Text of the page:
Albert Einstein again
It always amazes me that the famous physicists, Albert Einstein spent so much time in Saranac Lake. He rented a summer home from William Distin in the Glenwood Estates beginning in 1936 and then in the 1940’s, at least until 1945, stayed at the Knollwood Camp on Lower Saranac.
He loved sailing, even though, it is claimed that he could not swim. The number of people who rescued him seems to grow every time there is a new story about him capsizing his boat.
Now, thanks to my pals John and Mary Peria, I have a 27-year-old copy of The Enterprise when our imminent Saranac Lake historian, John J. Duquette published a 4-page spread of stories and pictures about past Winter Carnivals. He included a short piece about Einstein in a long story about Ed Lamy that is worth repeating here.
A different rescue
“While serving as lock tender after his retirement Ed had one more brush with fame he actually rescued Albert Einstein from ignominy! Jimmy Munn, Ed’s cousin, had spent the day with Ed at the locks while he was home on vacation from his job in Washington, D. C., where he was a reporter for the Associated Press. After quitting time the pair started down river in Ed’s outboard. As they entered Miller Pond they found Einstein and Frank Kawatch becalmed in the professor’s sailboat. Frank waved them over and asked if they could start the balky catboat’s auxiliary motor. After several vain attempts Ed offered to tow the stranded pair behind his own boat. Frank was quite eager to accept but Einstein seemed to be slightly reluctant, perhaps from embarrassment. Finally a rope was connected and the tow job proceeded homeward. It was soon apparent that the exhaust from Ed’s engine was sending smoky smog into the face of the great mathematician. Stopping his boat Ed suggested that Einstein and Kawatch join Jim and himself in the lead boat which they accepted without hesitation.”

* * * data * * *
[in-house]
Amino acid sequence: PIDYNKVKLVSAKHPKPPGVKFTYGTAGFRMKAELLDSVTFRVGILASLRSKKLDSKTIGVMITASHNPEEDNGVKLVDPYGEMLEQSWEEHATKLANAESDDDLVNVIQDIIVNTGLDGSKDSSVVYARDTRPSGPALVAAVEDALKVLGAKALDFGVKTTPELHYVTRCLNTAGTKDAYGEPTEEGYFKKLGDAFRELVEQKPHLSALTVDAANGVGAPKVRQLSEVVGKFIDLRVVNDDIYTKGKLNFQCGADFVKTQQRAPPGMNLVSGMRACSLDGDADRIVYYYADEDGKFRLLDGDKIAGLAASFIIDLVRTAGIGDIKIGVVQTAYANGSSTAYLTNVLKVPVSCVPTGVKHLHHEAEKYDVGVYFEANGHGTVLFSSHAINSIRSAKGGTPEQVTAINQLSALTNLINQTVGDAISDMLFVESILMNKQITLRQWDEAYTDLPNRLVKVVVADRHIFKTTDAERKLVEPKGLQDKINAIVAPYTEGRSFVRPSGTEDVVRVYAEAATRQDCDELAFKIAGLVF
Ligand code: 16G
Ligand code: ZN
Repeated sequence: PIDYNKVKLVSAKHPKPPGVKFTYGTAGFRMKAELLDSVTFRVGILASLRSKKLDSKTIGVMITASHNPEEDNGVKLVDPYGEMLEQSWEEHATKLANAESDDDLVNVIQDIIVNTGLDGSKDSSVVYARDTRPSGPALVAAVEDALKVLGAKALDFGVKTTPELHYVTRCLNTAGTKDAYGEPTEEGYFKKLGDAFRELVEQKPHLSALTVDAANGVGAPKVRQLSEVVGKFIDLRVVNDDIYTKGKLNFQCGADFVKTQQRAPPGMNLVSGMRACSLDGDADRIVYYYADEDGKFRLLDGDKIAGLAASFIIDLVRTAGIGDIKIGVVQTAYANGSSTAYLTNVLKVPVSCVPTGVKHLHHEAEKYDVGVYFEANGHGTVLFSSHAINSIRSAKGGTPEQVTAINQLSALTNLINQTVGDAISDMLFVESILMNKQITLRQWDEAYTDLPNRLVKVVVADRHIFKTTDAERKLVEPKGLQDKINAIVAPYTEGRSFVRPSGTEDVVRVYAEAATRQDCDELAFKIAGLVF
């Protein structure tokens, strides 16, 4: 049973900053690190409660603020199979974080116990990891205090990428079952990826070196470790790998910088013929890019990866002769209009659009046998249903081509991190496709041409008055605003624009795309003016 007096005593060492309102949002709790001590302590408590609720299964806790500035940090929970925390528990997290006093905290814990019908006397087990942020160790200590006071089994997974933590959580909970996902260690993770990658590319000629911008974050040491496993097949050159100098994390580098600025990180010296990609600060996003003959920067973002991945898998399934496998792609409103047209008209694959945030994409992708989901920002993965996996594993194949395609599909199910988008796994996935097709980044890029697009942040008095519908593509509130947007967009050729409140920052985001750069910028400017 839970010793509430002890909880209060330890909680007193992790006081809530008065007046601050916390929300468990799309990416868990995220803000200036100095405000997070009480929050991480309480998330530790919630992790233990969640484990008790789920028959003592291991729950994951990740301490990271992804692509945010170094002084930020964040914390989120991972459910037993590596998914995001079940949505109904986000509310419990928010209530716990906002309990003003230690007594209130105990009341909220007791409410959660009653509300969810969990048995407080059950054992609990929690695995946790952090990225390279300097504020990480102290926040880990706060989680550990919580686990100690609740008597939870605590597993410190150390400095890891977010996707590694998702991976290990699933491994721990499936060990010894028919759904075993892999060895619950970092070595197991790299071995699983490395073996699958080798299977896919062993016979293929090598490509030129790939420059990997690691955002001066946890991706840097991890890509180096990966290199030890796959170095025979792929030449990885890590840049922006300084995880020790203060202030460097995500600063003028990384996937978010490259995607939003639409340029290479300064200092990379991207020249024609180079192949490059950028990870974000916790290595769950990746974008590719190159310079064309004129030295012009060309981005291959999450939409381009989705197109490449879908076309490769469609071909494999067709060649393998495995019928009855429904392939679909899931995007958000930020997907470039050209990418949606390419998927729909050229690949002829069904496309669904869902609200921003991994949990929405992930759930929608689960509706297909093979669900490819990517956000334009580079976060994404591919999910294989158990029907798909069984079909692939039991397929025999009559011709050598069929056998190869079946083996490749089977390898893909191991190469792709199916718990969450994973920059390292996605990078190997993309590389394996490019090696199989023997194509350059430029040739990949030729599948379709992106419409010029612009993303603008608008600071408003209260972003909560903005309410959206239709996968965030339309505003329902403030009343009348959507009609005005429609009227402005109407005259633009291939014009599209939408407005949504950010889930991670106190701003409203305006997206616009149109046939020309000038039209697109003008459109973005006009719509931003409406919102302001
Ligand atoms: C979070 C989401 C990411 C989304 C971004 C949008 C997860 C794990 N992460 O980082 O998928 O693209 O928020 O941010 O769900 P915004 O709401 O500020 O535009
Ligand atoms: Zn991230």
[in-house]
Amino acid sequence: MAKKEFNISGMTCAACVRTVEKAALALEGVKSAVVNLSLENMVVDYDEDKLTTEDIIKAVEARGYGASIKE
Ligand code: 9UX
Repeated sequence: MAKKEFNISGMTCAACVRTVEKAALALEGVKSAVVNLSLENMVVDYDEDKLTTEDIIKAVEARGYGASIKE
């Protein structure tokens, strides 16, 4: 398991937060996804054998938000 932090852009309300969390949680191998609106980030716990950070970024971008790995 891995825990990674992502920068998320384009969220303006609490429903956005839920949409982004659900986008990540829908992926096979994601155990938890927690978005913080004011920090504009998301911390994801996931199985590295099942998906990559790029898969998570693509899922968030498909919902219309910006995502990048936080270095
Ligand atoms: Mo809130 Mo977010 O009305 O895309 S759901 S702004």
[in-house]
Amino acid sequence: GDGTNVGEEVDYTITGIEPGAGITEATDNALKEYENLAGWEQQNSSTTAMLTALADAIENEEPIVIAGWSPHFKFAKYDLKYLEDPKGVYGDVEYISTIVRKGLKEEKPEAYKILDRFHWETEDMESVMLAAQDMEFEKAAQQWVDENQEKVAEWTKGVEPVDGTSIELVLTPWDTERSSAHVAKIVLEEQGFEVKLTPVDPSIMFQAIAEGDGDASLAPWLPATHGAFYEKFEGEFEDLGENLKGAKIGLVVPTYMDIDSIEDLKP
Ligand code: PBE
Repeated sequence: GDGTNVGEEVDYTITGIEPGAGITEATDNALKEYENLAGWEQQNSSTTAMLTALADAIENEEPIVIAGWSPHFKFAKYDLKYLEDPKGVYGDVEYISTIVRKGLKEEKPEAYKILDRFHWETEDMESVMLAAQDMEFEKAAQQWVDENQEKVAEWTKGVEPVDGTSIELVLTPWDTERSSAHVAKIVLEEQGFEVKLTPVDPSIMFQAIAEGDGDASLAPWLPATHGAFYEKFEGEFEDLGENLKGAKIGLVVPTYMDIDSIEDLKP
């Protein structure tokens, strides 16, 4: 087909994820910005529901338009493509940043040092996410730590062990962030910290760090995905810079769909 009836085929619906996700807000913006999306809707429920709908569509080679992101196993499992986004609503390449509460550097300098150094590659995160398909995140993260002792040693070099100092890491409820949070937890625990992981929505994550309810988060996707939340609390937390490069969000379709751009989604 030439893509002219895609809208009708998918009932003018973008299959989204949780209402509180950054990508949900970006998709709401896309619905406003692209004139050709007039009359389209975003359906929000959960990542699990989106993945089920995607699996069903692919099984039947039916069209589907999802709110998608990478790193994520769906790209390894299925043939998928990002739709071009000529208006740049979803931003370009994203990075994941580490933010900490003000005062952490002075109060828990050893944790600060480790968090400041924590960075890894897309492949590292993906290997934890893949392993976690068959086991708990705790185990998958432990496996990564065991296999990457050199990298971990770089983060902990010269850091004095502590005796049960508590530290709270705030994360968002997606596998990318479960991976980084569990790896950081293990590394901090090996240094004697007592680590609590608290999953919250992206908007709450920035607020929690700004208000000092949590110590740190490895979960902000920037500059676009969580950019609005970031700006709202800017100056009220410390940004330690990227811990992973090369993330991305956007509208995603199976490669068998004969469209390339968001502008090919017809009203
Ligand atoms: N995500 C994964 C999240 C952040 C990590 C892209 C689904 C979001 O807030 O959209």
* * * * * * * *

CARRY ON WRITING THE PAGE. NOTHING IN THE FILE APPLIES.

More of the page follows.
Car accidents were frequent
It seems that back in 40’s and 50’s when we had nearly twice as many people here and half as many cars there were a lot more car accidents. The files in the Adirondack room of the Saranac Lake Free Library are full of them. The thing is, I know there are still a lot of people around these parts who know the people mentioned in the accidents.
April, 1949 -?”Two Saranac Lake residents were taken to the General Hospital as the result of a two-car accident about 11 o’clock Saturday night two tenths of a mile north of the Saranac Lake village line on the Bloomingdale Road
“Miss Thelma Mary Morrow, 23 of 44 Duprey Street suffered a broken right thigh and Louis Joseph Paye, 50, of 4 Virginia Street, operator of the car suffered lacerations of the face, contusions of the chest and possible rib fractures.
“According to state police both cars involved were headed toward Saranac Lake. The first car, owned by Walter Richard Callaghan of Saranac Lake was driven by Donald Oliver, 18, of Gabriels.
“Oliver reported that the car started to falter due to insufficient gas and as he reached for the choke the Paye car hit him from the rear and catapulted him into the rear of the 1931 Chevrolet coach. [A brief explanation here: those old cars all were equipped with a choke, used mostly to bring gas into the carburetor when starting a cold engine, but what Oliver was trying to accomplish by pulling out the choke was to suck the last little bit of gas out of the tank to keep the engine running another 100 yards or so to get the vehicle off the road.]
“Passengers with Oliver were Ronald Louis Sawyer, 19, formerly of Gabriels, now in the Air Corps, and Fred George Mace, 18, of Route 1, Saranac Lake who suffered an injury to his right ankle. Oliver and Sawyer were not injured.
“Troopers reported that the road was slippery and that a light snowfall hampered visibility. Considerable damage was caused to both autos.”
February 1950 with busy with babies
“Twelve girls and 9 boys were born at the Saranac Lake General Hospital during the month of February, according to James Meagher, registrar of vital statistics.”
The name of one birth stood out for me because, a son, Edward Walter was born to Walter Bentley and Lillian Irene McDonald Darling of Lake Colby. I was in high school with Mr. Darling, who was known as Bentley, never heard him called Walter. But we remember the silliest things; whenever our Social Studies teacher, Miss Elizabeth DeLisle, would call on us, she would use our full name, so when she called out Bentley Darling, he would answer, “yes, dear” which really flustered Miss DeLisle.
Now, remember, those were the baby boomer years, and not to worry boys about that 12-to-9 ratio in 1950; because in 1949 in August there were 24 babies born at the Saranac Lake General Hospital and You Know What? There were 16 boys and only 8 girls.